I started thinking about what I want my end result to be. Do I want them to just be able to regurgitate information for a test or a room full of people like a trick pony? And the answer is no. I don’t want them to be vats of useless knowledge…full to the brim of facts and statistics, theories and formulas with no ability to apply them. I want my children to think for themselves…to know where to go to find information, how to put that information together and draw a conclusion that is right and real for them.
When I teach my nursing students, it is so tempting to just want to open their brains and dump information in. I do lecture a fair amount, but I try to ask questions, to get them to take the next step to a conclusion on their own. I can’t tell you how many times potential employers would say “Just give me someone who can critically think…I can teach them to do any skill.” I think the same goes for my children.
I ask questions to teach them…to let them think things through. I want them to process the information, consider the options, weigh the results and determine why, when and how. It’s not enough for them to spit it back at me, I want them to be able to tell me why they picked what they did.
It doesn’t just go for school, but more importantly for their faith. I want my children to own their faith…not mine. I want them to follow Christ, to seek after Him and to do His will. I want them to know the Bible is true and that is sufficient for EVERYTHING. But I don’t want them to know it because I said so…I want them to know it because God said so and He called them to follow Him. I want them to find the path God has for them, not the one I want. I want them to wrestle with the tough questions, the challenges they face and I want them to ask questions and find the answer God has. More importantly, I want their faith to be tangible to them, not some paper thin replication of mine, but the kind of faith that is sturdy, the kind they’ve built with God themselves and I want them to be able to defend it to a world that will tell them they’re wrong.
I ask my children questions to teach them, to guide them, so that they can ask the questions and find the answers for themselves. By asking questions, I hope to allow my children to make what they are learning their own. I hope they will be able to know what they believe and be able to defend and articulate it. Because that’s the important part…not just the “correct” answer, but why.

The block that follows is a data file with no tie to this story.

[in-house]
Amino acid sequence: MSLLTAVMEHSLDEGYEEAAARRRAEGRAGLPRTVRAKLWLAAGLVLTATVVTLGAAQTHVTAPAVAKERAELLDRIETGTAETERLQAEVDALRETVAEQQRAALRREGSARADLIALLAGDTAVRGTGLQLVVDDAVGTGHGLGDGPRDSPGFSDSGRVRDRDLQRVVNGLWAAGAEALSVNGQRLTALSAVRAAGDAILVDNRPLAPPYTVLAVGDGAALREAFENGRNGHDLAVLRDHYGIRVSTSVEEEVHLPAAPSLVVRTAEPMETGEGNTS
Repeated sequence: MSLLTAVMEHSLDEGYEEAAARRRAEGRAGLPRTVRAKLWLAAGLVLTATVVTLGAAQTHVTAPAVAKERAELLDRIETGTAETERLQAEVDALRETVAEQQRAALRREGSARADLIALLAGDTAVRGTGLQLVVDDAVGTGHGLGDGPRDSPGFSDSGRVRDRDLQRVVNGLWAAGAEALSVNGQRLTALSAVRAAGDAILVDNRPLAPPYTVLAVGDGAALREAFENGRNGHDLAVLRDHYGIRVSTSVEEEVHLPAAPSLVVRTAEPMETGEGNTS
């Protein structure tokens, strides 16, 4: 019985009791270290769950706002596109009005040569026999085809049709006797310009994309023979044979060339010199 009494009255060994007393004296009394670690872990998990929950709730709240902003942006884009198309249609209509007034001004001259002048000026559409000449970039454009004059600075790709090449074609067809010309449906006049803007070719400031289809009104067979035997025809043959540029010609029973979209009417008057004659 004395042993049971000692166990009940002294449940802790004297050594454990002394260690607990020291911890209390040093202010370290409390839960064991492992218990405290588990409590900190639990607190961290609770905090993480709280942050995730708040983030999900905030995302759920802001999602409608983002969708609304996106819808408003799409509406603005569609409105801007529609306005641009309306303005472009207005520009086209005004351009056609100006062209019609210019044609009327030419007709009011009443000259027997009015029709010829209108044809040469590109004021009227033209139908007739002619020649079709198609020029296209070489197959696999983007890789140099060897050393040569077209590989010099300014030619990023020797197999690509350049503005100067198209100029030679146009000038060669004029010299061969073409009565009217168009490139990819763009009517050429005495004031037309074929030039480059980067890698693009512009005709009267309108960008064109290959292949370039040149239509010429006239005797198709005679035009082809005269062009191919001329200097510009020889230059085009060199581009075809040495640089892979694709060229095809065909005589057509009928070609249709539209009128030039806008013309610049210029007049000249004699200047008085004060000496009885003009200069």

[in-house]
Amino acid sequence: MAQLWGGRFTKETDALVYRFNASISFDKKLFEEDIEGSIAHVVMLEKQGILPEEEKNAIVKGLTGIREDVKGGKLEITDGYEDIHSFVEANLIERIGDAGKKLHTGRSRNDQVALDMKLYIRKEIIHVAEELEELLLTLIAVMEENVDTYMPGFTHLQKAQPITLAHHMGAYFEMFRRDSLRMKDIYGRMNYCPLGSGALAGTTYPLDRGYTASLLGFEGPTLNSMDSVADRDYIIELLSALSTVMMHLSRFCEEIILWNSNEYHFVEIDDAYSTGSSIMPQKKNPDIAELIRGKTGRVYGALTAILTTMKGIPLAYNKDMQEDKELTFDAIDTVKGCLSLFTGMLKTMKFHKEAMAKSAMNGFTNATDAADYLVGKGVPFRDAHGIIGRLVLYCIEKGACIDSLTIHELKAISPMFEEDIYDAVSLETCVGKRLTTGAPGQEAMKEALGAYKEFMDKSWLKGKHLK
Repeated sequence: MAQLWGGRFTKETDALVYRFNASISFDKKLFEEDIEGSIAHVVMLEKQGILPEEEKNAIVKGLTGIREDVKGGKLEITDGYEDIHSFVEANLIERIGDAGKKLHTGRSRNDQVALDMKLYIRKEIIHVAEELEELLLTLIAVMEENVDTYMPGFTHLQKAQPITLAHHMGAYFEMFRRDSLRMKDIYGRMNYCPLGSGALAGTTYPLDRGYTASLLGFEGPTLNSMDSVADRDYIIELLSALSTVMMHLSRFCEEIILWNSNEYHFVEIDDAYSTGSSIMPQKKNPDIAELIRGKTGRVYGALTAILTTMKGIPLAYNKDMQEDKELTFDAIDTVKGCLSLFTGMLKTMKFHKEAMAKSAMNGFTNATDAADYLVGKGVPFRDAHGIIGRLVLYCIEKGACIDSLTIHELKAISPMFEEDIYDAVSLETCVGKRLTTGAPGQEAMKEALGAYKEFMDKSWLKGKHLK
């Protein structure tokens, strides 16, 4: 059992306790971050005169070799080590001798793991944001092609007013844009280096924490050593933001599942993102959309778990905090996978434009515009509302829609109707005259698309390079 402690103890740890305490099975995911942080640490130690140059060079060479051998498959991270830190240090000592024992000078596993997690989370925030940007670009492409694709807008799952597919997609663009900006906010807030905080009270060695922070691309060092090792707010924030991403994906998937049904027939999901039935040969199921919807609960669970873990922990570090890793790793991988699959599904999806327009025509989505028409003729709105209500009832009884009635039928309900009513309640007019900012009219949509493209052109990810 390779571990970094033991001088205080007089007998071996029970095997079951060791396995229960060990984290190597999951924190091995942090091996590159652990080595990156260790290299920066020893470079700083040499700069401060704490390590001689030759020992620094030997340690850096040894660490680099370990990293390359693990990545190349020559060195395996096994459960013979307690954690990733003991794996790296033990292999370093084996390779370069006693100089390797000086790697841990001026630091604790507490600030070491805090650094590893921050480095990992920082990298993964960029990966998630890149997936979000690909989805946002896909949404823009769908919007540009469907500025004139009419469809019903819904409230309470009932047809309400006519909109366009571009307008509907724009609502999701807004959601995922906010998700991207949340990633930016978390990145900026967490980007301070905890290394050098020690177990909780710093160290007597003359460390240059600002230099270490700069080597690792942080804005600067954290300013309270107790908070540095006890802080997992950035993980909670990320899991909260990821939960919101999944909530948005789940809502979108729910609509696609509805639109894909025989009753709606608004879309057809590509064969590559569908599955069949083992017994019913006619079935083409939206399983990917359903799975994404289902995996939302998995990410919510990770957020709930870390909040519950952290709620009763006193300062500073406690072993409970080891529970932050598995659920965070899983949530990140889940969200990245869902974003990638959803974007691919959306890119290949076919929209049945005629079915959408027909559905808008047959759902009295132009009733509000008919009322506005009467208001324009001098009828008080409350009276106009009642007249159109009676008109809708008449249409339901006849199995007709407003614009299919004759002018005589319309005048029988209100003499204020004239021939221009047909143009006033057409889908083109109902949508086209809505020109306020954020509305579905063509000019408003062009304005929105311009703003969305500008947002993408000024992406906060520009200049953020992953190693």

What next?

This past Sunday we made the difficult announcement to our congregation that we would be leaving. Our hearts broke, but it has become apparent that we would be more beneficial to the Kingdom if we serve in a different place than our current church. Our church has been such an easy congregation to love. They have loved us too and we’ve cared so deeply for them. Our hearts are heavy at the thought of leaving. I can’t tell you how many tears we’ve shed over this decision. How many sleepless nights and how many prayers cried out to God. While it isn’t what we’d hoped for when we came here, He has clearly given His answer. And we are to go.
The question is now “What next?” And the truth is we don’t know. We don’t know where we’re going or what God has in store for us. But we know that it’s time for us to leave. I’m reminded as we’re in this time of transition of Psalm 119:105 that says “Your word is a¬†lamp to my feet,¬†And a light to my path.”
Several years ago we were camping with a group of friends from church. The ladies decided to make a trip to the bathroom in the dark, using the lantern to light our way. As we were walking along the single file path to the bathroom, we commented about how with the lantern we can only see the next step in front of us. We can’t see the whole path laid out before us, but only the one step ahead. We took one step at a time, trusting the path would carry us closer to the bathrooms.

It’s like that with God some times (much of the time really). He rarely, shows us the whole big picture. He may place a call on our lives, give us an idea of where we’re going to end, but He doesn’t often show us the whole process of getting there (lest we think we know a better way and try to go our way instead of His and jack up the whole process). Instead, God tells us “this is where I’ve called you…take one step.” He shows us one step at a time and we are to walk in faith and know that His word will light the way.
As much as I’d like to see the whole path, heck right now I’d like to see the end point (or at least the general direction), God has only shown us the next step. His word is a lamp to my feet and a light to my path. If we continually turn to Him and His word, He will light the way, giving us direction and guiding us to the place He has for us. God’s word is true, it is relevant and it is sufficient always and for everything. Even when we don’t know what comes next.

I am saddened to be leaving here. I don’t always understand and to be truthful I’m not always happy about it. But I TRUST that when we are faithful to Him…He is faithful to us. When we hold to the standard He’s called us, when we honor Him and when we are obedient to Him, He will direct our path.
So for now, we continue to serve Him, love His church and trust Him knowing that He has a perfect plan for our lives. We covet prayers for our family, the church and the leadership here. We are thankful for the time we’ve spent here. We have loved and cared for His flock here. We are sad that we have to leave, but we know God is faithful. And so we take the next step…

Proverbs 3:5-6

5 Trust in the Lord with all your heart
And do not lean on your own understanding.
6 In all your ways acknowledge Him
And He will make your paths straight.